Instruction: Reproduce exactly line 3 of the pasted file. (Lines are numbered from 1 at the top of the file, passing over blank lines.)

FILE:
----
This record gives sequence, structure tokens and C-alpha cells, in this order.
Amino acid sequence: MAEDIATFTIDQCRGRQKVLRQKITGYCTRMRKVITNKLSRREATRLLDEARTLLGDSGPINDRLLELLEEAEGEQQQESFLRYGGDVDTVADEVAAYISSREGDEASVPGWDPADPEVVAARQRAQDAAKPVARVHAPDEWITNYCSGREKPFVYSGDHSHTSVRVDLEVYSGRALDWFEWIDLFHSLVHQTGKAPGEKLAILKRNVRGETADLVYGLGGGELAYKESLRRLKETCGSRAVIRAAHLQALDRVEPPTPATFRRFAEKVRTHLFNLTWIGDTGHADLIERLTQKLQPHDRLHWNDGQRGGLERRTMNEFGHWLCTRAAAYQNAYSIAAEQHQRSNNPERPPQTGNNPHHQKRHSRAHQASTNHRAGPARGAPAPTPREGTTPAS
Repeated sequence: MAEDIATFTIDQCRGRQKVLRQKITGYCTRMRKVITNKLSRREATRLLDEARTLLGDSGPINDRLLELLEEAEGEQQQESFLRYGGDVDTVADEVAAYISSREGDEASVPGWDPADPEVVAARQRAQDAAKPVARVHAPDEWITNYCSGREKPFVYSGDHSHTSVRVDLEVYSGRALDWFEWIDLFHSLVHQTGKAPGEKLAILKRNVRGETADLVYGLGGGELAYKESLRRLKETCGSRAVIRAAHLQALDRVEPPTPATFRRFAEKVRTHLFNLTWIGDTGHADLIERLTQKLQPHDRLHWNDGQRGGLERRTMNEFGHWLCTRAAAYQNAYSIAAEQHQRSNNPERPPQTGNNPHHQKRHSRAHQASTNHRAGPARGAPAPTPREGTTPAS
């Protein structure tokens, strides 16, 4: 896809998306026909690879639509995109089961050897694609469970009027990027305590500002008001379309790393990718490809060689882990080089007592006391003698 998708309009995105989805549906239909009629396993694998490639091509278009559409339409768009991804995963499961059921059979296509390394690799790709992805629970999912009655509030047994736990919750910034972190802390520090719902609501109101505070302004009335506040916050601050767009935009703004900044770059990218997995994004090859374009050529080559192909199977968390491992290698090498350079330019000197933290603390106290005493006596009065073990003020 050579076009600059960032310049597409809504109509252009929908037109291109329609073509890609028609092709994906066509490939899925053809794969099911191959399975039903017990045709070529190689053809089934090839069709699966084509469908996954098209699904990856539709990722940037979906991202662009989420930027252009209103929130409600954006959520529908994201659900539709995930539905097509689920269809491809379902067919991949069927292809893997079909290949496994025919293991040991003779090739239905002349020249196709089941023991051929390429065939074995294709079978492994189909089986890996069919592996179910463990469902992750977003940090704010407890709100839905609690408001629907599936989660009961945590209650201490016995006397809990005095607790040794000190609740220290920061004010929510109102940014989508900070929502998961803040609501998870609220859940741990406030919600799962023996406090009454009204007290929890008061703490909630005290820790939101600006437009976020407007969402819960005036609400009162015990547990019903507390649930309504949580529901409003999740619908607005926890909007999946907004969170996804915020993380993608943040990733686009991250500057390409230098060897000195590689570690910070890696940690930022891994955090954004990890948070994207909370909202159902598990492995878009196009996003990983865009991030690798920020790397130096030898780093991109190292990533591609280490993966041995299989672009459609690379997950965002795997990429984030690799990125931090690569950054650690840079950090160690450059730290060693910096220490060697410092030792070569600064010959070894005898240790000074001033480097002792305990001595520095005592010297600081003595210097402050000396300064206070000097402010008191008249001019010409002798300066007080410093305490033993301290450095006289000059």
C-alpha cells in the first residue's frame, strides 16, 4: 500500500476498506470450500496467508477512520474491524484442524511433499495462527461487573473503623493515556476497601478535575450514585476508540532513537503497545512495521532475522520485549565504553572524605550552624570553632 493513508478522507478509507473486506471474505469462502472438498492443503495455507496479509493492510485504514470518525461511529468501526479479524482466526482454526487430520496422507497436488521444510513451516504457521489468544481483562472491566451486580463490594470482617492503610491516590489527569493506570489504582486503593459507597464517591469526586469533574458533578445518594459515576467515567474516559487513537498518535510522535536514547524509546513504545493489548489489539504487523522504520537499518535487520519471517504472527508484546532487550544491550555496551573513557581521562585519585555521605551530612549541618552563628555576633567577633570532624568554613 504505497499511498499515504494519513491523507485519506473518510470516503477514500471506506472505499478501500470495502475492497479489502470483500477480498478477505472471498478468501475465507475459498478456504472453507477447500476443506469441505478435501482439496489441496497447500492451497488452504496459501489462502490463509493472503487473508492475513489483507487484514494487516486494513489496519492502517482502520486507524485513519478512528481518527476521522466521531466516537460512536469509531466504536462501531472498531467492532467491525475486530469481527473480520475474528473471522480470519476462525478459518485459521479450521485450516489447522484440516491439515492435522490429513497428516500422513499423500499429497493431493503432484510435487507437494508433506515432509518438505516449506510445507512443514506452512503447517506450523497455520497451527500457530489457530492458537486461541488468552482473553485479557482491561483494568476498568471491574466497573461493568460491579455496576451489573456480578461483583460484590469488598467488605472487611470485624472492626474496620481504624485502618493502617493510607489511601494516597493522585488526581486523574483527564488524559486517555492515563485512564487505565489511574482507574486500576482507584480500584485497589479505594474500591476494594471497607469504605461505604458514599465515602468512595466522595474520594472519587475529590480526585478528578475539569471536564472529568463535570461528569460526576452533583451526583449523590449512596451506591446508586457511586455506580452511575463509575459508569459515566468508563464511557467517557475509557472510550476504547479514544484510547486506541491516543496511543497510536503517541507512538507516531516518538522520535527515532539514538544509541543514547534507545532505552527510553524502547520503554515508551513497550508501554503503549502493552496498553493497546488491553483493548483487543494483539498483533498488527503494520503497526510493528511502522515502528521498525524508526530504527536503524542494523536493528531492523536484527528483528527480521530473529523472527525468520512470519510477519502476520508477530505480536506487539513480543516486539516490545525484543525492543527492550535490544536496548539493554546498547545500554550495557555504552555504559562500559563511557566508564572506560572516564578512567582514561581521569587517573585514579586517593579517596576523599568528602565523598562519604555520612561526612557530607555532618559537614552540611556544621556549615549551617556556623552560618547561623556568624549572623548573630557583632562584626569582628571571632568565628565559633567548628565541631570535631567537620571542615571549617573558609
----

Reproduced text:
Repeated sequence: MAEDIATFTIDQCRGRQKVLRQKITGYCTRMRKVITNKLSRREATRLLDEARTLLGDSGPINDRLLELLEEAEGEQQQESFLRYGGDVDTVADEVAAYISSREGDEASVPGWDPADPEVVAARQRAQDAAKPVARVHAPDEWITNYCSGREKPFVYSGDHSHTSVRVDLEVYSGRALDWFEWIDLFHSLVHQTGKAPGEKLAILKRNVRGETADLVYGLGGGELAYKESLRRLKETCGSRAVIRAAHLQALDRVEPPTPATFRRFAEKVRTHLFNLTWIGDTGHADLIERLTQKLQPHDRLHWNDGQRGGLERRTMNEFGHWLCTRAAAYQNAYSIAAEQHQRSNNPERPPQTGNNPHHQKRHSRAHQASTNHRAGPARGAPAPTPREGTTPAS